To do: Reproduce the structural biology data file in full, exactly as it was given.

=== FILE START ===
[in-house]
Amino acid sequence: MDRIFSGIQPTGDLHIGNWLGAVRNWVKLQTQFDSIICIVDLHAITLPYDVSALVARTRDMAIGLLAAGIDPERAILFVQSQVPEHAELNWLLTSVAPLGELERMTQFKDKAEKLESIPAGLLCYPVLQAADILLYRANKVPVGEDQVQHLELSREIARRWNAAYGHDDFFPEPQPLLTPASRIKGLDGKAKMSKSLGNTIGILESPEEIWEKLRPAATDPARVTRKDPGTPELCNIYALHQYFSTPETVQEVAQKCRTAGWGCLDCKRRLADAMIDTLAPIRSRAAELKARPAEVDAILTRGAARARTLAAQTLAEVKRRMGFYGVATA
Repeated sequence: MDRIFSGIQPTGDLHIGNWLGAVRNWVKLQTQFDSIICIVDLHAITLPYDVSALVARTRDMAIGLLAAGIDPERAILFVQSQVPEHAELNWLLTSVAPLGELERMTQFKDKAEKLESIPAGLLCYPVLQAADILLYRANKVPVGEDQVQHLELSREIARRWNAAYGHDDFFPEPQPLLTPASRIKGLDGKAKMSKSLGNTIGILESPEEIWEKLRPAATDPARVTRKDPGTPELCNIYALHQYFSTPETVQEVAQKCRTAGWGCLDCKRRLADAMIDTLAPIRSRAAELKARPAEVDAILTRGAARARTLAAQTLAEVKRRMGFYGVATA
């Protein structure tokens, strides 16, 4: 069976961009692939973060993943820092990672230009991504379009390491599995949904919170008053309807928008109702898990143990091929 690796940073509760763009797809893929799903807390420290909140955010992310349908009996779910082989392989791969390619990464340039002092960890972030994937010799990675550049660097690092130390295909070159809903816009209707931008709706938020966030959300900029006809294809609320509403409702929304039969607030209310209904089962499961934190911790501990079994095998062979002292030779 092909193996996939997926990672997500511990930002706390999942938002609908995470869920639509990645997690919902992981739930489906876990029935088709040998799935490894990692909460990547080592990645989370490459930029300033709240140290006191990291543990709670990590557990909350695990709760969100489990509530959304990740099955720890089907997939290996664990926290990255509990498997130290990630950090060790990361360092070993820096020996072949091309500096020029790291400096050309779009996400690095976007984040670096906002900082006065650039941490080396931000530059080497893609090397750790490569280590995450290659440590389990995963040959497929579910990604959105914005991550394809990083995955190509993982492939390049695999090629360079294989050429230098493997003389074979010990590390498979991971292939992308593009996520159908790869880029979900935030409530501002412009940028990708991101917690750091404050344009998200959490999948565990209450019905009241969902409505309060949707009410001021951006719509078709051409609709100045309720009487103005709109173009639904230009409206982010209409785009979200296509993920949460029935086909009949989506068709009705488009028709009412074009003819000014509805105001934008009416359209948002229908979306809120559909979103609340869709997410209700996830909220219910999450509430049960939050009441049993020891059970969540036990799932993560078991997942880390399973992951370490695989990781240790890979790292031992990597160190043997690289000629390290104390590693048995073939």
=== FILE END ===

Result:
[in-house]
Amino acid sequence: MDRIFSGIQPTGDLHIGNWLGAVRNWVKLQTQFDSIICIVDLHAITLPYDVSALVARTRDMAIGLLAAGIDPERAILFVQSQVPEHAELNWLLTSVAPLGELERMTQFKDKAEKLESIPAGLLCYPVLQAADILLYRANKVPVGEDQVQHLELSREIARRWNAAYGHDDFFPEPQPLLTPASRIKGLDGKAKMSKSLGNTIGILESPEEIWEKLRPAATDPARVTRKDPGTPELCNIYALHQYFSTPETVQEVAQKCRTAGWGCLDCKRRLADAMIDTLAPIRSRAAELKARPAEVDAILTRGAARARTLAAQTLAEVKRRMGFYGVATA
Repeated sequence: MDRIFSGIQPTGDLHIGNWLGAVRNWVKLQTQFDSIICIVDLHAITLPYDVSALVARTRDMAIGLLAAGIDPERAILFVQSQVPEHAELNWLLTSVAPLGELERMTQFKDKAEKLESIPAGLLCYPVLQAADILLYRANKVPVGEDQVQHLELSREIARRWNAAYGHDDFFPEPQPLLTPASRIKGLDGKAKMSKSLGNTIGILESPEEIWEKLRPAATDPARVTRKDPGTPELCNIYALHQYFSTPETVQEVAQKCRTAGWGCLDCKRRLADAMIDTLAPIRSRAAELKARPAEVDAILTRGAARARTLAAQTLAEVKRRMGFYGVATA
């Protein structure tokens, strides 16, 4: 069976961009692939973060993943820092990672230009991504379009390491599995949904919170008053309807928008109702898990143990091929 690796940073509760763009797809893929799903807390420290909140955010992310349908009996779910082989392989791969390619990464340039002092960890972030994937010799990675550049660097690092130390295909070159809903816009209707931008709706938020966030959300900029006809294809609320509403409702929304039969607030209310209904089962499961934190911790501990079994095998062979002292030779 092909193996996939997926990672997500511990930002706390999942938002609908995470869920639509990645997690919902992981739930489906876990029935088709040998799935490894990692909460990547080592990645989370490459930029300033709240140290006191990291543990709670990590557990909350695990709760969100489990509530959304990740099955720890089907997939290996664990926290990255509990498997130290990630950090060790990361360092070993820096020996072949091309500096020029790291400096050309779009996400690095976007984040670096906002900082006065650039941490080396931000530059080497893609090397750790490569280590995450290659440590389990995963040959497929579910990604959105914005991550394809990083995955190509993982492939390049695999090629360079294989050429230098493997003389074979010990590390498979991971292939992308593009996520159908790869880029979900935030409530501002412009940028990708991101917690750091404050344009998200959490999948565990209450019905009241969902409505309060949707009410001021951006719509078709051409609709100045309720009487103005709109173009639904230009409206982010209409785009979200296509993920949460029935086909009949989506068709009705488009028709009412074009003819000014509805105001934008009416359209948002229908979306809120559909979103609340869709997410209700996830909220219910999450509430049960939050009441049993020891059970969540036990799932993560078991997942880390399973992951370490695989990781240790890979790292031992990597160190043997690289000629390290104390590693048995073939």